On the Use of Microspores for Genetic Modification

  • N. Sunderland
Part of the Basic Life Sciences book series (BLSC, volume 26)


The practicality of using microspores in mass culture for mutant selection at the haploid level is explored with reference to two culture systems, one giving high yields of embryos (Datura innoxia), the other, calluses (Hordeum vulgare). Both rely on a stress pretreatment to switch the spores into morphogenic competence before the anthers are dissected out. Removal of spores from the anthers is either mechanical (Datura) or by natural dehiscence (Hordeum). Up to 1.0% of spores give embryos in Datura, 4% give calluses in Hordeum. Ways of improving culture efficiency are discussed. It is estimated that with such improvements, mutant plants could be recovered in Datura at a rate of 10 per person per year. Use of the Hordeum system is restricted by a low frequency of green-plant regeneration from the calluses. Mutant selection would be feasible but costly in terms of both personnel and cultivation of plants. It is concluded that for many crop species, mutant selection at the microspore level would be impractical owing to the small size of anthers, difficulties of accumulating populations large enough and at a uniform developmental stage, and the need for plants grown under standardized conditions. A more general application is seen in the genetic manipulation of individual cells.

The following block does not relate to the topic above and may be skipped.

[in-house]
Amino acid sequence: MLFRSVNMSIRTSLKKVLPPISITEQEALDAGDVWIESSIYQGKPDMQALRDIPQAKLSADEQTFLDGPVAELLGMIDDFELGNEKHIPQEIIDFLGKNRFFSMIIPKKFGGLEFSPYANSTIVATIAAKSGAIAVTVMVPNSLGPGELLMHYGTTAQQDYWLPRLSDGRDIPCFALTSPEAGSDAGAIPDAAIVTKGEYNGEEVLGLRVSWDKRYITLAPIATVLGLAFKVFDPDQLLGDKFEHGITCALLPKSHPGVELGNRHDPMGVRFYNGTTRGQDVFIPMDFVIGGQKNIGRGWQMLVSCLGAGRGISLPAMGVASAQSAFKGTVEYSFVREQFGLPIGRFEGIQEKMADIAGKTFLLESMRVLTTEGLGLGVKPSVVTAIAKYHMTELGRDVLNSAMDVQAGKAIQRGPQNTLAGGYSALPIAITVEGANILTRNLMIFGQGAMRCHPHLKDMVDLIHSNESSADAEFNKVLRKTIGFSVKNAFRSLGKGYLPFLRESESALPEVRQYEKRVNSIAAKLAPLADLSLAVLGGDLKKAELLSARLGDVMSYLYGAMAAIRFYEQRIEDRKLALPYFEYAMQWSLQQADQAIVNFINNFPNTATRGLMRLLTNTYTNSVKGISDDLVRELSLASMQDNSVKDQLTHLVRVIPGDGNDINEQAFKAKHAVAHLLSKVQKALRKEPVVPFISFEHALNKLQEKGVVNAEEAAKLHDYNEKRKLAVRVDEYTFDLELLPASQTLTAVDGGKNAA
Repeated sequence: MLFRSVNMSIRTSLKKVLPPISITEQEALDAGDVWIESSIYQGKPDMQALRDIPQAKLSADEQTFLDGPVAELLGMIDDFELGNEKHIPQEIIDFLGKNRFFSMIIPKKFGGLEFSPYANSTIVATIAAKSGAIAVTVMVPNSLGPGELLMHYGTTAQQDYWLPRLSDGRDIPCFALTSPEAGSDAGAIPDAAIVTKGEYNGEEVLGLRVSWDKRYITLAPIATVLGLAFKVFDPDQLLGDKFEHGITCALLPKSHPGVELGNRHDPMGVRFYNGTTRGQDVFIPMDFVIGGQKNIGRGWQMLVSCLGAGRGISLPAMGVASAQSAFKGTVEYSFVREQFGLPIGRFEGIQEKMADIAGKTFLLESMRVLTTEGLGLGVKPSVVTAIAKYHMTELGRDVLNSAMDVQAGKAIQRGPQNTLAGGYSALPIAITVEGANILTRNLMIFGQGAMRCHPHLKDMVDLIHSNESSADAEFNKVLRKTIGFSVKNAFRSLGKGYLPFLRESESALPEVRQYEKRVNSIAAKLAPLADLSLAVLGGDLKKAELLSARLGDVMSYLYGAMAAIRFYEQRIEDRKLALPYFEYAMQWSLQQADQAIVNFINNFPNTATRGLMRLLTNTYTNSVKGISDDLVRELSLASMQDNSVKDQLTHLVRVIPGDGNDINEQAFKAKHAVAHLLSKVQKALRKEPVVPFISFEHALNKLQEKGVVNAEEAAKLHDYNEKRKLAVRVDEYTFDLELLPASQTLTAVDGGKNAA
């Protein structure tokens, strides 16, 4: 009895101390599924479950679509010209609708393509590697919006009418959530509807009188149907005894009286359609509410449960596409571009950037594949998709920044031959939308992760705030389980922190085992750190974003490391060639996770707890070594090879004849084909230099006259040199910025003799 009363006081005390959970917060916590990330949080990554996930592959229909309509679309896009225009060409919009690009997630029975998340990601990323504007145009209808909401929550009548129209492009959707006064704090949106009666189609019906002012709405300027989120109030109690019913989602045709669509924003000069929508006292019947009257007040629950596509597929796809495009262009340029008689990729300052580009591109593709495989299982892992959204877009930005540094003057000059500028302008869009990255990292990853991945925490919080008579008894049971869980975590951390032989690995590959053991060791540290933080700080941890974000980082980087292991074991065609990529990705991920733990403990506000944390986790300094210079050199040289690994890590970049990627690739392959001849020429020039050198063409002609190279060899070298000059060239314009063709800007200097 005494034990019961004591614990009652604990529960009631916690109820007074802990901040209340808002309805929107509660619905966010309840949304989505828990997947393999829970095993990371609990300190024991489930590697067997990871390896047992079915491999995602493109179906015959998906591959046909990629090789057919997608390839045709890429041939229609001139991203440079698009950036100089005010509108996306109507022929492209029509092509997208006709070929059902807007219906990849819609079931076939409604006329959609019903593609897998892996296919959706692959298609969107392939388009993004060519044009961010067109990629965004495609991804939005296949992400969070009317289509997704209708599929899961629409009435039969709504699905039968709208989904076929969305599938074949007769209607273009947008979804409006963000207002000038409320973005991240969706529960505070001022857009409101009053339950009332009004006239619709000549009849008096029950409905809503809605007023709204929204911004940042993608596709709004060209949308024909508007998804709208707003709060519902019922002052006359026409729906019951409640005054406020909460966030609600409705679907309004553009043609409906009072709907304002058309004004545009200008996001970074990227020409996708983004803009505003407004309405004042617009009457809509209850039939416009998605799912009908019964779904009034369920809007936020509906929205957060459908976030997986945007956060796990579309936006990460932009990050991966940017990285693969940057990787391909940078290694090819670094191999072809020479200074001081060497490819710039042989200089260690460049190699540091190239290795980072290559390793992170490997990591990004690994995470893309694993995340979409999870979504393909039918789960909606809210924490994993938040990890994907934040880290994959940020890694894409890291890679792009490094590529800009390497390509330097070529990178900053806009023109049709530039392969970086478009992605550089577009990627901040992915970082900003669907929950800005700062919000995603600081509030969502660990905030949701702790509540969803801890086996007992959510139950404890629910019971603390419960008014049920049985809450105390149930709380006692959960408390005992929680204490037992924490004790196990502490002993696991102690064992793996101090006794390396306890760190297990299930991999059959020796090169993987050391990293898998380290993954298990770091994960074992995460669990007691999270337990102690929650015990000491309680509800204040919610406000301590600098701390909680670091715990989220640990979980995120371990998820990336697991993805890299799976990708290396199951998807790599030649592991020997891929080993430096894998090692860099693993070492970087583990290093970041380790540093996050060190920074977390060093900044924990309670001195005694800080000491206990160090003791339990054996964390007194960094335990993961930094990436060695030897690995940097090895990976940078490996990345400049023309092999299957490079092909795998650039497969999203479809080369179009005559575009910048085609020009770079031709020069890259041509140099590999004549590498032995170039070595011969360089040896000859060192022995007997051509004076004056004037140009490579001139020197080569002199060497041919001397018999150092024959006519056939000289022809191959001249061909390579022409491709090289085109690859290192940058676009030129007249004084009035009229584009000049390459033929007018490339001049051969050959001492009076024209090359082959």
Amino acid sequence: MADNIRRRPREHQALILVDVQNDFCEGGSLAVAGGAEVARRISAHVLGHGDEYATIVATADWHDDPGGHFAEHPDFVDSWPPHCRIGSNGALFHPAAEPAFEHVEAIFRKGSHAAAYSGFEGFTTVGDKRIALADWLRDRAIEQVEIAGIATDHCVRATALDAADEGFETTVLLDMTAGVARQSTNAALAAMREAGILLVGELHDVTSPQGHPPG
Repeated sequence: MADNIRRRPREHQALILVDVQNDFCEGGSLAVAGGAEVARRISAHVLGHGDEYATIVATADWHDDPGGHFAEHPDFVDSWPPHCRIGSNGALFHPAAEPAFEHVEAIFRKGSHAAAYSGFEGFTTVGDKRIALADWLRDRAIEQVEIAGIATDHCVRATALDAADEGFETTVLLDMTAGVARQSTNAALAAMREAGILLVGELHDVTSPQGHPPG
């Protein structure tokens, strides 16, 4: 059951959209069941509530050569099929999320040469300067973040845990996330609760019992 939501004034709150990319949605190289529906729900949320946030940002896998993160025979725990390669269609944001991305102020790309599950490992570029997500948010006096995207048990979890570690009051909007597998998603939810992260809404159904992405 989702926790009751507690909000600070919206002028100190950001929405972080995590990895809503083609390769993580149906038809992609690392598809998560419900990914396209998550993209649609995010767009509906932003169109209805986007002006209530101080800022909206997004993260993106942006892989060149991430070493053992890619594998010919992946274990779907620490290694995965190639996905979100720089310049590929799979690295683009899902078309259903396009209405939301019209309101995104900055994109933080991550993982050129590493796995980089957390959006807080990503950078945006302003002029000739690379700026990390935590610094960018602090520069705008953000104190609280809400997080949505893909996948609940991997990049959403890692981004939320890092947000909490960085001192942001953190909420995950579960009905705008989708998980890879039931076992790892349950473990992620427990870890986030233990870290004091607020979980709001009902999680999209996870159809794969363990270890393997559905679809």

Anther Culture Microspore Culture Haploid Plant Mutant Selection Pollen Culture 
These keywords were added by machine and not by the authors. This process is experimental and the keywords may be updated as the learning algorithm improves.


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Copyright information

© Plenum Press, New York 1983

Authors and Affiliations

  • N. Sunderland
    • 1
  1. 1.John Innes InstituteNorwichUK

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